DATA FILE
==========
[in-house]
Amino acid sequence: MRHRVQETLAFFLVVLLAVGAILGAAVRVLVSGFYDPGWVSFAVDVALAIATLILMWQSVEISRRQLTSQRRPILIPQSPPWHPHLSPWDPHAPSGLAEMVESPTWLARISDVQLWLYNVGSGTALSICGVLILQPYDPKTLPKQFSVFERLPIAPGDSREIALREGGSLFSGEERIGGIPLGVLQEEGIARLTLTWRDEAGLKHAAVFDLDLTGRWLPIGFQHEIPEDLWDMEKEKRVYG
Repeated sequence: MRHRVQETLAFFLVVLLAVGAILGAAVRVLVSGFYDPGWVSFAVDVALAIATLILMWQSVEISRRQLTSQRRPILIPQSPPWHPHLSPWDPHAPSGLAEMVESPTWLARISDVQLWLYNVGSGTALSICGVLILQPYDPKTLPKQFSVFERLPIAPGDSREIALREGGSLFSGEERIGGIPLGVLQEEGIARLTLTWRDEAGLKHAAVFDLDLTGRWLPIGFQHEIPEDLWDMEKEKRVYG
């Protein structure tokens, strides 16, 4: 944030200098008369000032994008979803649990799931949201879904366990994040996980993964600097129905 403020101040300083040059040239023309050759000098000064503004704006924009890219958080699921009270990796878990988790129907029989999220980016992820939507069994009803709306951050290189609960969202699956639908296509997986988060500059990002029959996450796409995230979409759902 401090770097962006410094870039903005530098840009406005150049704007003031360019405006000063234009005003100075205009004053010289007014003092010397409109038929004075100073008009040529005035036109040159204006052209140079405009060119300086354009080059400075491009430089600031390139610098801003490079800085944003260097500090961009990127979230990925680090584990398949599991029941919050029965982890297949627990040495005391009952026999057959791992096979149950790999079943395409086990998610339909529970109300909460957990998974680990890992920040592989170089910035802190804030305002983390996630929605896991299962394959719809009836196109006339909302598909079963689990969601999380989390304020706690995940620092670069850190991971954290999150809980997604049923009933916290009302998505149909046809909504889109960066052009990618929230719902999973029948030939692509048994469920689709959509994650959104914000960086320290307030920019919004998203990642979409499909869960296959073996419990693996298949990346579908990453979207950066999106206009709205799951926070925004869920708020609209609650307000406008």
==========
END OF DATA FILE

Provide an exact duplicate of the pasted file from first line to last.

[in-house]
Amino acid sequence: MRHRVQETLAFFLVVLLAVGAILGAAVRVLVSGFYDPGWVSFAVDVALAIATLILMWQSVEISRRQLTSQRRPILIPQSPPWHPHLSPWDPHAPSGLAEMVESPTWLARISDVQLWLYNVGSGTALSICGVLILQPYDPKTLPKQFSVFERLPIAPGDSREIALREGGSLFSGEERIGGIPLGVLQEEGIARLTLTWRDEAGLKHAAVFDLDLTGRWLPIGFQHEIPEDLWDMEKEKRVYG
Repeated sequence: MRHRVQETLAFFLVVLLAVGAILGAAVRVLVSGFYDPGWVSFAVDVALAIATLILMWQSVEISRRQLTSQRRPILIPQSPPWHPHLSPWDPHAPSGLAEMVESPTWLARISDVQLWLYNVGSGTALSICGVLILQPYDPKTLPKQFSVFERLPIAPGDSREIALREGGSLFSGEERIGGIPLGVLQEEGIARLTLTWRDEAGLKHAAVFDLDLTGRWLPIGFQHEIPEDLWDMEKEKRVYG
């Protein structure tokens, strides 16, 4: 944030200098008369000032994008979803649990799931949201879904366990994040996980993964600097129905 403020101040300083040059040239023309050759000098000064503004704006924009890219958080699921009270990796878990988790129907029989999220980016992820939507069994009803709306951050290189609960969202699956639908296509997986988060500059990002029959996450796409995230979409759902 401090770097962006410094870039903005530098840009406005150049704007003031360019405006000063234009005003100075205009004053010289007014003092010397409109038929004075100073008009040529005035036109040159204006052209140079405009060119300086354009080059400075491009430089600031390139610098801003490079800085944003260097500090961009990127979230990925680090584990398949599991029941919050029965982890297949627990040495005391009952026999057959791992096979149950790999079943395409086990998610339909529970109300909460957990998974680990890992920040592989170089910035802190804030305002983390996630929605896991299962394959719809009836196109006339909302598909079963689990969601999380989390304020706690995940620092670069850190991971954290999150809980997604049923009933916290009302998505149909046809909504889109960066052009990618929230719902999973029948030939692509048994469920689709959509994650959104914000960086320290307030920019919004998203990642979409499909869960296959073996419990693996298949990346579908990453979207950066999106206009709205799951926070925004869920708020609209609650307000406008």